Jon has been complaining recently that some of his bloggy chums have not been blogging so much recently. I can only assume that since his exams are finished, he has too much time on his hands and wants to fill the long empty hours perusing edifying prose. Since he reads this space, and since my post rate has dropped catastrophically to around once per week, I can only hold my hand up to make public confession of the aforementioned failing.

Before I explain why I have not been blogging, let me first explain briefly why I do blog. Firstly, I blog because I have time on my hands and naively believe that what I say might change something ‘out there’. The second reason is that I don’t have time on my hands, I have some work to do, but I really don’t want to do it. In other words, blogging is a means of procrastinating, under the guise of doing something useful. I don’t think there are any other reasons.

So if I don’t blog, what are we to conclude? Well, that I don’t have time on my hands and I want to be doing the other things that I should be doing.

So, what have I been doing? We it is a bit of a saga that began back in March. I had to do a church placement as a module for my theological studies degree course. I sorted out a placement with a church plant project in Ashbourne, Derbyshire, working with an experienced Baptist church planter and three others like myself. There is not a single church in that town that is consistently gospel-preaching.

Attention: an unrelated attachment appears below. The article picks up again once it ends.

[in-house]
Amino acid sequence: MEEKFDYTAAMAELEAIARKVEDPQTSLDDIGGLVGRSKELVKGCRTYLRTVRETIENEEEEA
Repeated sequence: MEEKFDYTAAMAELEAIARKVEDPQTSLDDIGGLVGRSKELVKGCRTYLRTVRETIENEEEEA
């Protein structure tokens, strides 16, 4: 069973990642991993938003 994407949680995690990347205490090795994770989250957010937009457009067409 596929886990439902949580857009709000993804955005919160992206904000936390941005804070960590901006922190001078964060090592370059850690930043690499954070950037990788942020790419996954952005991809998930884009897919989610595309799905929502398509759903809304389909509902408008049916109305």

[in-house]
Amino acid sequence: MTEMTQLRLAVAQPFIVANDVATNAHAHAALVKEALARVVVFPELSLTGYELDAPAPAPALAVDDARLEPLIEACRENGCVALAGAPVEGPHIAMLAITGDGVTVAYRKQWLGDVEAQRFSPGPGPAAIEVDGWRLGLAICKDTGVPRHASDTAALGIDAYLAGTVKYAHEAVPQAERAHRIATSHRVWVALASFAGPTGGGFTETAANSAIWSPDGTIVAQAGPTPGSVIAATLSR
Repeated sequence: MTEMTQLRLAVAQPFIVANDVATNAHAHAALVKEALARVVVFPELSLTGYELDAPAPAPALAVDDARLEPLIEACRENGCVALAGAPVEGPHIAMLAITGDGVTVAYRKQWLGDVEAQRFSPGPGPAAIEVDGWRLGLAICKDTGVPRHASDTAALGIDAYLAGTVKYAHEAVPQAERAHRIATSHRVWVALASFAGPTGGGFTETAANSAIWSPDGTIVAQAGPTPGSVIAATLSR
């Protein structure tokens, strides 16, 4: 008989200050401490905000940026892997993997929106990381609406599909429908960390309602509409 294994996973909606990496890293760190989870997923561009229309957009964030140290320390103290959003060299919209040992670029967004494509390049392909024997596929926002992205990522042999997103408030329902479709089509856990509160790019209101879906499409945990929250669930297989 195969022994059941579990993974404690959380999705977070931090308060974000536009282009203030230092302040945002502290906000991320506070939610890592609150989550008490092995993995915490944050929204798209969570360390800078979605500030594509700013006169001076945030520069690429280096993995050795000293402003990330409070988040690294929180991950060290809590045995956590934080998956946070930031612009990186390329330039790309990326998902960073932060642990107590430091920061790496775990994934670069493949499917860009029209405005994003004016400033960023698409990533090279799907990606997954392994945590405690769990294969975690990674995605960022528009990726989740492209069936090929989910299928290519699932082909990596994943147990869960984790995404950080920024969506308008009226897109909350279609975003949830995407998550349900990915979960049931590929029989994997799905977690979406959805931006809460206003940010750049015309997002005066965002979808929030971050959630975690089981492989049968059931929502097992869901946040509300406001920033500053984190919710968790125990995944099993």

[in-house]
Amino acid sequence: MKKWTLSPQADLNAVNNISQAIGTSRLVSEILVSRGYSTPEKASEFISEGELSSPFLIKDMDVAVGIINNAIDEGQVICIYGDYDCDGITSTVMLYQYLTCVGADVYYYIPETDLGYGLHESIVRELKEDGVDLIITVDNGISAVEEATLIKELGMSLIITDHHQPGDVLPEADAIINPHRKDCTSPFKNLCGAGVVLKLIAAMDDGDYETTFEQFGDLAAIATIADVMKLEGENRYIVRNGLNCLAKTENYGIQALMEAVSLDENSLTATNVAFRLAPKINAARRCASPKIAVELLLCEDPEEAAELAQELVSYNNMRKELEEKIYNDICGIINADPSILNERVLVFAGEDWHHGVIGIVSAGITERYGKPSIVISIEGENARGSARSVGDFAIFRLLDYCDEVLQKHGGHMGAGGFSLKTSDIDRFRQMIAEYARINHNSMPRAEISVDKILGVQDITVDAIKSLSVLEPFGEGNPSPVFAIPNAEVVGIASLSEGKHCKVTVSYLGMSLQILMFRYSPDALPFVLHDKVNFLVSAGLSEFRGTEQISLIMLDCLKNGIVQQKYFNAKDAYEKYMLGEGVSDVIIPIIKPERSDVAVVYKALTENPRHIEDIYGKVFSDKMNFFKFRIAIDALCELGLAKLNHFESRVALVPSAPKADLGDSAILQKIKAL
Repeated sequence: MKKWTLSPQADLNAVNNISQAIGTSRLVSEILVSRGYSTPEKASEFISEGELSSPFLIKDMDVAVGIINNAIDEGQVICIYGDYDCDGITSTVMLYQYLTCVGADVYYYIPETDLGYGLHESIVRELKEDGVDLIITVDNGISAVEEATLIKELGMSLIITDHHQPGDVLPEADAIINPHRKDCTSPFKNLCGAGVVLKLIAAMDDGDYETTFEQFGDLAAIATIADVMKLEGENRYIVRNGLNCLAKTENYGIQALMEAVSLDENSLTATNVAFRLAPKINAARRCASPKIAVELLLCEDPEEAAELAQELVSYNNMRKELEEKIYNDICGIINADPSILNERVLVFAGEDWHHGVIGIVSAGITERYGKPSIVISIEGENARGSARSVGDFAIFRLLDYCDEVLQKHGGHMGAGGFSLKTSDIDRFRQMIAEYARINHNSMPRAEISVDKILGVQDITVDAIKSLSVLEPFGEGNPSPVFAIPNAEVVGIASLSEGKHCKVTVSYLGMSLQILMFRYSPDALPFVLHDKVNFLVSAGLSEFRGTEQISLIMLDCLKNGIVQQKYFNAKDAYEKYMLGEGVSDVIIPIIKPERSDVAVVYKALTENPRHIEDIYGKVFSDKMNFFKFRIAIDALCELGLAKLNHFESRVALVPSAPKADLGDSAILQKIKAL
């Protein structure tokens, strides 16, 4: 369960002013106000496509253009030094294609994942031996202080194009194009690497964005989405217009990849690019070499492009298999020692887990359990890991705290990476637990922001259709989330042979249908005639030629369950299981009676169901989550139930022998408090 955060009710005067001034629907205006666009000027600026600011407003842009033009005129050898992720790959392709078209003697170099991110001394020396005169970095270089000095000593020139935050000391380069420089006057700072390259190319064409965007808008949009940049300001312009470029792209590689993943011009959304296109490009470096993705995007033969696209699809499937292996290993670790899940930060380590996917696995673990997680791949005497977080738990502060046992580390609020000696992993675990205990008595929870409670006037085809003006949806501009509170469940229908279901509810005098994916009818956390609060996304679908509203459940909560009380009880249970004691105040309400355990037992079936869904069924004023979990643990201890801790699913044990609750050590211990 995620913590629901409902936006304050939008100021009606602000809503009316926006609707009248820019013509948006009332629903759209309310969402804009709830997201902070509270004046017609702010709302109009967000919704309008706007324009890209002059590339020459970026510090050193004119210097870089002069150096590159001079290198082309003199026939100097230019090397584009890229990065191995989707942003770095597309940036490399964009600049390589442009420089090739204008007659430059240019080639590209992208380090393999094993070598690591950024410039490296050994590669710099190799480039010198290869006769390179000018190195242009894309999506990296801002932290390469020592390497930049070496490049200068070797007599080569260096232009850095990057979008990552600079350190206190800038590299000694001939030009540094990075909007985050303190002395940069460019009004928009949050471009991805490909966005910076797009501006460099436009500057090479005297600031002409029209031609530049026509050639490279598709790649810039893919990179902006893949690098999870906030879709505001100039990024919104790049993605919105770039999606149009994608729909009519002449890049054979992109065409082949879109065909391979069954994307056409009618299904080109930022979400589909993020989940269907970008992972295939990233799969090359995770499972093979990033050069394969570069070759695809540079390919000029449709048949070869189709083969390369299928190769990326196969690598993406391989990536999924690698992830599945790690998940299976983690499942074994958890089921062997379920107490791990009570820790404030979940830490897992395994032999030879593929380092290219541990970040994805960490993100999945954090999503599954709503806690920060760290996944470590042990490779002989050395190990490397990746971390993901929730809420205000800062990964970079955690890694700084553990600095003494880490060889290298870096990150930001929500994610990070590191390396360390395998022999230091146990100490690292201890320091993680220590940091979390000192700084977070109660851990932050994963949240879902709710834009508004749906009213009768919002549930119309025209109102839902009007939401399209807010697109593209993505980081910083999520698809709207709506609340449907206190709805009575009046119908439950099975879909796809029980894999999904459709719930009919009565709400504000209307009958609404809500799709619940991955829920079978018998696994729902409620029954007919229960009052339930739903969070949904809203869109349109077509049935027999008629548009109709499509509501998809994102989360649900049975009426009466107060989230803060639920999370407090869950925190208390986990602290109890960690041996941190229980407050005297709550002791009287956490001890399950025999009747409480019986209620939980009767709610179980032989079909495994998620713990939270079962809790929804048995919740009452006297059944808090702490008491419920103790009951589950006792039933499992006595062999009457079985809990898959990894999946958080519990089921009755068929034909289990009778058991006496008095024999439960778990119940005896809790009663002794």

Under God, with a lot of hard work a church meeting has been established with on average 30 people attending. It turns out that, unknown to the planting team, there has been a core of Christians in the town praying over the last ten years or so for such a church to begin. So it has been hugely encouraging.

As a result of working on this project, I have been asked to work part-time over the next six months with another small reformed (in the broader sense of the word) church on a housing estate in Derby. My work has begun formally last week, though I have been easing into the work informally since my exams finished. This work will impact on my studies, since I will have to reduce to 60% of full-time study.

There are several advantages of this plan:

  • Firstly, training: the completion of study while also doing real ministry work is appealing. I have been concerned for some time that my studies have removed me too much from the real task of ministry. This way I can make sure that what I am learning is fully grounded.